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half-starved and in rags, and counting on food, clothing,

time:2023-12-07 13:56:27Classification:knowledgeedit:rna

HUSSON (Madame.) (See Mme. Clapart.)

half-starved and in rags, and counting on food, clothing,

HUSSON (Oscar), born about 1804, son of the preceding and of M. Husson --army-contractor; led a checkered career, explained by his origin and childhood. He scarcely knew his father, who made and soon lost a fortune. The previous fast life of his mother, who afterwards married again, gave rise to or upheld some more or less influential connections and made her, during the first Empire, the titular /femme de chambre/ to Madame Mere--Letitia Bonaparte. Napoleon's fall marked the ruin of the Hussons. Oscar and his mother--now married to M. Clapart--lived in a modest apartment on rue de la Cerisaie, Paris. Oscar obtained a license and became clerk in Desroches' law office in Paris, being coached by Godeschal. During this time he became acquainted with two young men, his cousins the Marests. One of them had previously instigated an early escapade of Oscar's, and it was now followed by one much more serious, on rue de Vendome at the house of Florentine Cabirolle, who was then maintained by Cardot, Oscar's wealthy uncle. Husson was forced to abandon law and enter military service. He was in the cavalry regiment of the Duc de Maufrigneuse and the Vicomte de Serizy. The interest of the dauphiness and of Abbe Gaudron obtained for him promotion and a decoration. He became in turn aide-de-camp to La Fayette, captain, officer of the Legion of Honor and lieutenant-colonel. A noteworthy deed made him famous on Algerian territory during the affair of La Macta; Husson lost his left arm in the vain attempt to save Vicomte de Serizy. Put on half-pay, he obtained the post of collector for Beaumont-sur-Oise. He then married --1838--Georgette Pierrotin and met again the accomplices or witnesses of his earlier escapades--one of the Marests, the Moreaus, etc. [A Start in Life.]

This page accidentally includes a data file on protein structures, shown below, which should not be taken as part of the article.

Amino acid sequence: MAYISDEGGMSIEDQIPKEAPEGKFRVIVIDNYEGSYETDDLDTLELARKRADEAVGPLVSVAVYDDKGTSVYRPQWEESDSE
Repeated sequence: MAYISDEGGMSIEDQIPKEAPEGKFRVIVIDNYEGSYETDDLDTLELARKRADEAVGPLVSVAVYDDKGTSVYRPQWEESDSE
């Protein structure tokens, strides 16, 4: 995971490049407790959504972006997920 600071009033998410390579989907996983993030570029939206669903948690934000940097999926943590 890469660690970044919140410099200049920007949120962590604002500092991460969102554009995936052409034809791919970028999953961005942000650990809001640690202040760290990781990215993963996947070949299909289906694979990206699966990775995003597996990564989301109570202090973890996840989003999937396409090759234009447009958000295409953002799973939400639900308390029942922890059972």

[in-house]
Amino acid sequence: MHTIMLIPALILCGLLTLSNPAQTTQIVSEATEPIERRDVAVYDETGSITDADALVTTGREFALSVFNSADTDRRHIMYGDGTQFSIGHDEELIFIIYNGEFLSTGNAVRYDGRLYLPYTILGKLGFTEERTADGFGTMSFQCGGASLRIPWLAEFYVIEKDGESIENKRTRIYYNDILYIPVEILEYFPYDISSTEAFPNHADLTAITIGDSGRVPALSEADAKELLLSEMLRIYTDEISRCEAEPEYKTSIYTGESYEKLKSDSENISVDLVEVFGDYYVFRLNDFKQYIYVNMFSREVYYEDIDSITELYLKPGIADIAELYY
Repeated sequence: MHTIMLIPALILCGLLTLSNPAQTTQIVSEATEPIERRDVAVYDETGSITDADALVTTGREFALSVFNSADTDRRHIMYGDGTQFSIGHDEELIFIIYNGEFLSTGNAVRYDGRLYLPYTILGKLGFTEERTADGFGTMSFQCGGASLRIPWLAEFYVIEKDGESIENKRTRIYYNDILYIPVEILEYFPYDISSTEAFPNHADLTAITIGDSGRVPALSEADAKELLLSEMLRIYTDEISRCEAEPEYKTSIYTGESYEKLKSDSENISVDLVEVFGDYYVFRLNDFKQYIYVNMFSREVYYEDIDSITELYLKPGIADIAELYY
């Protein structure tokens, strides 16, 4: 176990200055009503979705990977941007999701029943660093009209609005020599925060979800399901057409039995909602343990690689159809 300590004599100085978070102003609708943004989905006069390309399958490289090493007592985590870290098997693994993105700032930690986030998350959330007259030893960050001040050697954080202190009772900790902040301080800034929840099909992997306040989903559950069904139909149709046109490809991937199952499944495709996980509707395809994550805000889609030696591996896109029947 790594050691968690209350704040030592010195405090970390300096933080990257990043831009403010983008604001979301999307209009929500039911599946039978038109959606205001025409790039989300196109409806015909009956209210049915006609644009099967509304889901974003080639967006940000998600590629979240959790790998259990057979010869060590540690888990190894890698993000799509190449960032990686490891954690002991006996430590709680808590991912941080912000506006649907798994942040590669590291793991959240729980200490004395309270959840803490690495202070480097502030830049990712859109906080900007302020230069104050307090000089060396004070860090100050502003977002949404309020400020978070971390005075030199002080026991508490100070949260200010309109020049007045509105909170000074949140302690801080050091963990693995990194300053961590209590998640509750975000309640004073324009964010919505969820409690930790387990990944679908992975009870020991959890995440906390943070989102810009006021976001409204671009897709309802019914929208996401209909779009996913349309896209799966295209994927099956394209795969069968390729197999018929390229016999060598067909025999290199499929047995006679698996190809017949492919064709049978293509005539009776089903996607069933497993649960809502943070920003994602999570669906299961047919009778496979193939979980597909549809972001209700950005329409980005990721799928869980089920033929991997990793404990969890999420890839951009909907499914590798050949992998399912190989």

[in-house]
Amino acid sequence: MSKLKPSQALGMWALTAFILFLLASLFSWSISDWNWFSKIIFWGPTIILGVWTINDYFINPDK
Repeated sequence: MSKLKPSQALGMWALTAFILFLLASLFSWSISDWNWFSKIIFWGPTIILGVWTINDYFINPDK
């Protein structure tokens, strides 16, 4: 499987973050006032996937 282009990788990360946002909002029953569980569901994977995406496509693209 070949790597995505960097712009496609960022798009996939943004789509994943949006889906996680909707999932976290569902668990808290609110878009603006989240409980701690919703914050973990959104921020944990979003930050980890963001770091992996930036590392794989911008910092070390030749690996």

half-starved and in rags, and counting on food, clothing,

HUSSON (Madame Oscar), wife of the preceding; born Georgette Pierrotin; daughter of the proprietor of the stage-service of Oise. [A Start in Life.]

half-starved and in rags, and counting on food, clothing,

HYDE DE NEUVILLE (Jean-Guillaume, Baron)--1776-1857--belonged to the Martignac ministry of 1828; was, in 1797, one of the most active Bourbon agents. Kept civil war aflame in the West, and held a conference in 1799 with First Consul Bonaparte relative to the restoration of Louis XVIII. [The Chouans.]

IDAMORE, nick-name of Chardin junior while he was /claqueur/ in a theatre on the Boulevard du Temple, Paris. [Cousin Betty.]

ISEMBERG (Marechal, Duc d'), probably belonged to the Imperial nobility. He lost at the gaming table, in November, 1809, in a grand fete given at Paris at Senator Malin de Gondreville's home, while the Duchesse de Lansac was acting as peacemaker between a youthful married couple. [Domestic Peace.]

JACMIN (Philoxene), of Honfleur; perhaps cousin of Jean Butscha; maid to Eleonore de Chaulieu; in love with Germain Bonnet, valet of Melchior de Canalis. [Modeste Mignon.]

JACOMETY, head jailer of the Conciergerie, at Paris, in May, 1830, during Rubempre's imprisonment. [Scenes from a Courtesan's Life.]

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